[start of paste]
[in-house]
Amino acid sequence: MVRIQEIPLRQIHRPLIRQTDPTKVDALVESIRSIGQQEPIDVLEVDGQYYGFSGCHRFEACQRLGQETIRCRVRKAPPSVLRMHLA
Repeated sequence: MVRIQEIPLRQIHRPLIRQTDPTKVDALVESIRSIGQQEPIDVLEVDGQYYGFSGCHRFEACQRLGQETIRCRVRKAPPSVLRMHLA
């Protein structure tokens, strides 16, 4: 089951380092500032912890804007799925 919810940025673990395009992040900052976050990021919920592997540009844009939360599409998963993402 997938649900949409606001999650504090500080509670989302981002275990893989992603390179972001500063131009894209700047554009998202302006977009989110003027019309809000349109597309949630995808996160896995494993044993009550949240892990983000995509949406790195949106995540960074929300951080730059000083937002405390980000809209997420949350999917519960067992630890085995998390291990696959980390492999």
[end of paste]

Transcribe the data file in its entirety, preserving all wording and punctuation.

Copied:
[in-house]
Amino acid sequence: MVRIQEIPLRQIHRPLIRQTDPTKVDALVESIRSIGQQEPIDVLEVDGQYYGFSGCHRFEACQRLGQETIRCRVRKAPPSVLRMHLA
Repeated sequence: MVRIQEIPLRQIHRPLIRQTDPTKVDALVESIRSIGQQEPIDVLEVDGQYYGFSGCHRFEACQRLGQETIRCRVRKAPPSVLRMHLA
């Protein structure tokens, strides 16, 4: 089951380092500032912890804007799925 919810940025673990395009992040900052976050990021919920592997540009844009939360599409998963993402 997938649900949409606001999650504090500080509670989302981002275990893989992603390179972001500063131009894209700047554009998202302006977009989110003027019309809000349109597309949630995808996160896995494993044993009550949240892990983000995509949406790195949106995540960074929300951080730059000083937002405390980000809209997420949350999917519960067992630890085995998390291990696959980390492999």